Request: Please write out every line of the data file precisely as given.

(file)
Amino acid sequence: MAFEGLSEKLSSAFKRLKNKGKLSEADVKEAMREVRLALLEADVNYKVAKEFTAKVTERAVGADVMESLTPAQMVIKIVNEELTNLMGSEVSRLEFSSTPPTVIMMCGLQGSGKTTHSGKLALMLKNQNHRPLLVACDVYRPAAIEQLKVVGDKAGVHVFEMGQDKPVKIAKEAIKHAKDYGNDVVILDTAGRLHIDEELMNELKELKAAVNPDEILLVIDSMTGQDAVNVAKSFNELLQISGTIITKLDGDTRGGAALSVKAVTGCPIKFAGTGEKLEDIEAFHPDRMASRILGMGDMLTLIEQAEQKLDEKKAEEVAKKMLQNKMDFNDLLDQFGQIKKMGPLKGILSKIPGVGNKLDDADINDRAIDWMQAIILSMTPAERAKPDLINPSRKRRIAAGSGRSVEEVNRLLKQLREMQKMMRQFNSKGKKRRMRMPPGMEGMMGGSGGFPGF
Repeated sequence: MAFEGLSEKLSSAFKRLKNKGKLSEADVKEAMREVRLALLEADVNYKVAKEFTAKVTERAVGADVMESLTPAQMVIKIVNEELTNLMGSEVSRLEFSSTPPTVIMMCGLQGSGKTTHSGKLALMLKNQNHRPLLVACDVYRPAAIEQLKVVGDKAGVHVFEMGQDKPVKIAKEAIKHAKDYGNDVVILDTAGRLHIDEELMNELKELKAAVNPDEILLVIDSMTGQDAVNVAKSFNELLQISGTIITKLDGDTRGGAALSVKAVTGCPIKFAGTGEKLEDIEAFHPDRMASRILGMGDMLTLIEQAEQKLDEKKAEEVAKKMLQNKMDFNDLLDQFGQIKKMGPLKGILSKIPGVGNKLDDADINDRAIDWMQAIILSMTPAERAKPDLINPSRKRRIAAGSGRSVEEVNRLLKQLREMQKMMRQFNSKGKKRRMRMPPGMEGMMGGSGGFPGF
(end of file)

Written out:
Amino acid sequence: MAFEGLSEKLSSAFKRLKNKGKLSEADVKEAMREVRLALLEADVNYKVAKEFTAKVTERAVGADVMESLTPAQMVIKIVNEELTNLMGSEVSRLEFSSTPPTVIMMCGLQGSGKTTHSGKLALMLKNQNHRPLLVACDVYRPAAIEQLKVVGDKAGVHVFEMGQDKPVKIAKEAIKHAKDYGNDVVILDTAGRLHIDEELMNELKELKAAVNPDEILLVIDSMTGQDAVNVAKSFNELLQISGTIITKLDGDTRGGAALSVKAVTGCPIKFAGTGEKLEDIEAFHPDRMASRILGMGDMLTLIEQAEQKLDEKKAEEVAKKMLQNKMDFNDLLDQFGQIKKMGPLKGILSKIPGVGNKLDDADINDRAIDWMQAIILSMTPAERAKPDLINPSRKRRIAAGSGRSVEEVNRLLKQLREMQKMMRQFNSKGKKRRMRMPPGMEGMMGGSGGFPGF
Repeated sequence: MAFEGLSEKLSSAFKRLKNKGKLSEADVKEAMREVRLALLEADVNYKVAKEFTAKVTERAVGADVMESLTPAQMVIKIVNEELTNLMGSEVSRLEFSSTPPTVIMMCGLQGSGKTTHSGKLALMLKNQNHRPLLVACDVYRPAAIEQLKVVGDKAGVHVFEMGQDKPVKIAKEAIKHAKDYGNDVVILDTAGRLHIDEELMNELKELKAAVNPDEILLVIDSMTGQDAVNVAKSFNELLQISGTIITKLDGDTRGGAALSVKAVTGCPIKFAGTGEKLEDIEAFHPDRMASRILGMGDMLTLIEQAEQKLDEKKAEEVAKKMLQNKMDFNDLLDQFGQIKKMGPLKGILSKIPGVGNKLDDADINDRAIDWMQAIILSMTPAERAKPDLINPSRKRRIAAGSGRSVEEVNRLLKQLREMQKMMRQFNSKGKKRRMRMPPGMEGMMGGSGGFPGF